‘Adventureland’ a warm, winning, bittersweet romcom

by Bill Wine
Posted 2/5/21

It's a "How I Spent My Summer Vacation" essay with sprocket holes. And real insight. 


It's a "How I Spent My Summer Vacation" essay …

This item is available in full to subscribers.

Please log in to continue

Log in

‘Adventureland’ a warm, winning, bittersweet romcom


Each week, veteran film critic Bill Wine will look back at an important film that is worth watching, either for the first time or again.

It's a "How I Spent My Summer Vacation" essay with sprocket holes. And real insight. 

The sweetly melancholicAdventureland” (2009), set during a recession, tucks elements of Tomorrowland, Fantasyland, and Frontierland into a smart and immensely likable romantic comedy about workers at a summer amusement park.

Jesse Eisenberg plays James Brennan, a sensitive, sexually inexperienced, earnest college graduate from Pittsburgh whose plans for a summer trip to Europe before going to grad school are scotched when his parents announce that they can't afford to spring for it.

So, instead, the erudite James gets a minimum-wage summer job at the worse-for-wear local theme park that lends the film its title, working as a carnie at the rigged games booths and earning money he hopes to save for his college tuition.

Kristen Stewart is Em Lewin, a troubled, sharp-tongued co-worker with whom James is smitten.

James confides his feelings for Em to the park's maintenance man, Connell, played by Ryan Reynolds, not knowing that the married Connell is having an affair with her. Thus does the romantic triangle takes its shape.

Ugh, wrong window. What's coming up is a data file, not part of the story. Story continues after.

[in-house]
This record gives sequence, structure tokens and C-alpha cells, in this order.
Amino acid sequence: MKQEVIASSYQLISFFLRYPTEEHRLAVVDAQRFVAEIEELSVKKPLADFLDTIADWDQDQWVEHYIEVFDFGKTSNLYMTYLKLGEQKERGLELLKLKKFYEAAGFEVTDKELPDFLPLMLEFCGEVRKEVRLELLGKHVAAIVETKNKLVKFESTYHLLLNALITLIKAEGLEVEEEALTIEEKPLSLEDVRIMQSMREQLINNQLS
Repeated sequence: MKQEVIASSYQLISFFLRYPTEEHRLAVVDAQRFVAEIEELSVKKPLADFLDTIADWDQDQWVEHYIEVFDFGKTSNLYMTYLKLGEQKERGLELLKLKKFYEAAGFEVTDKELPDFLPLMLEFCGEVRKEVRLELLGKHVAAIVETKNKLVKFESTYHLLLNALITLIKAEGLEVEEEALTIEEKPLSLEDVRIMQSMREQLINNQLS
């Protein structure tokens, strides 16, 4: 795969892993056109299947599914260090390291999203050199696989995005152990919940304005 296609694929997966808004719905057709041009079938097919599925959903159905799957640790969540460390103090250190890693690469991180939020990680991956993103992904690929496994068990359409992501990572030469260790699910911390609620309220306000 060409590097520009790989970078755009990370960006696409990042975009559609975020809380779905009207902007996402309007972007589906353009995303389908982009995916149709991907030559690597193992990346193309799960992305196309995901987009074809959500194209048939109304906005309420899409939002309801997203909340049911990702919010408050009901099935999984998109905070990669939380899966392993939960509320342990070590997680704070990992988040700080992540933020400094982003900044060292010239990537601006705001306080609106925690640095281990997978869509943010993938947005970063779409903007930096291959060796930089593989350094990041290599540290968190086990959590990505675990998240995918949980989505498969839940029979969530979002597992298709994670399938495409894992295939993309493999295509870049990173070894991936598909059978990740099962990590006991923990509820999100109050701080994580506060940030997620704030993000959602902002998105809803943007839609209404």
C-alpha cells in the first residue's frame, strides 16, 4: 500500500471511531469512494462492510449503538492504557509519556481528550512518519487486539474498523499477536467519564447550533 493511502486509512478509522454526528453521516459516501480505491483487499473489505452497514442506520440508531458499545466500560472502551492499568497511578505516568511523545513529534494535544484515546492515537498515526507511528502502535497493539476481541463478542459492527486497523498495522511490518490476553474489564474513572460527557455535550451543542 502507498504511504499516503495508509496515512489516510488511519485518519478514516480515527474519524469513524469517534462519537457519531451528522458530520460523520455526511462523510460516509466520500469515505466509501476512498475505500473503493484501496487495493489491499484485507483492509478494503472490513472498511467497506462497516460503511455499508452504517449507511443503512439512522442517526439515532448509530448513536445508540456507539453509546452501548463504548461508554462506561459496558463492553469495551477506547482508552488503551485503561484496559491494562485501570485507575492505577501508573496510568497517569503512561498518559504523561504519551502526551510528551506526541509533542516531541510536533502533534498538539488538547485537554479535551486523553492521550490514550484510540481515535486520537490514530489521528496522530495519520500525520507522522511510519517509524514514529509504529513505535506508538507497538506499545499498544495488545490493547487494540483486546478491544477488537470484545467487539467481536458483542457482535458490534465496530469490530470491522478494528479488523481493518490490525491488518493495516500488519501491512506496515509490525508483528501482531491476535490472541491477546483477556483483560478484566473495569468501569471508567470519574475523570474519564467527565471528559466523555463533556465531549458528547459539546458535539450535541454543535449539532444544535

James' quirky bosses, the married couple who own the park, are played by Bill Hader and Kristen Wiig. And their operation houses a host of rides, games, and colorful employees.

Writer-director Greg Mottola based his coming-of-age comedy on his experience at a Long Island amusement park when he was a student. Consequently, this is a relaxed and lived-in movie, with plenty of grace notes. Mottola's screenplay isn't afraid to turn serious instead of just manufacturing laughs, and the second half concentrates more on the characters and their relationships than the kinds of shenanigans that dominate the early reels. And that's as it should be.

The script lavishes real affection on all its characters, but especially on the two principals, taking a look at the pleasures and pains that go with first love, especially as experienced by young people who feel like outcasts and struggle for general acceptance and acknowledged self-worth as they seek some sort of adventure.

Eisenberg and Stewart are charming and contribute richly nuanced performances as the young leads. And because the script likes their characters, so do we. They and the talented performers who inhabit them help to make “Adventureland” subdued and endearing, more of a mild but pleasurable merry-go-round ride than a wild and threatening roller coaster romp.

“Adventureland” may not be all that adventurous, but it lands comfortably and rewardingly as a warm and winning, bittersweet and calm romcom.

Bill Wine is an Emmy-winning film critic who served in that capacity for WTXF and KYW Newsradio. He lives in Chestnut Hill.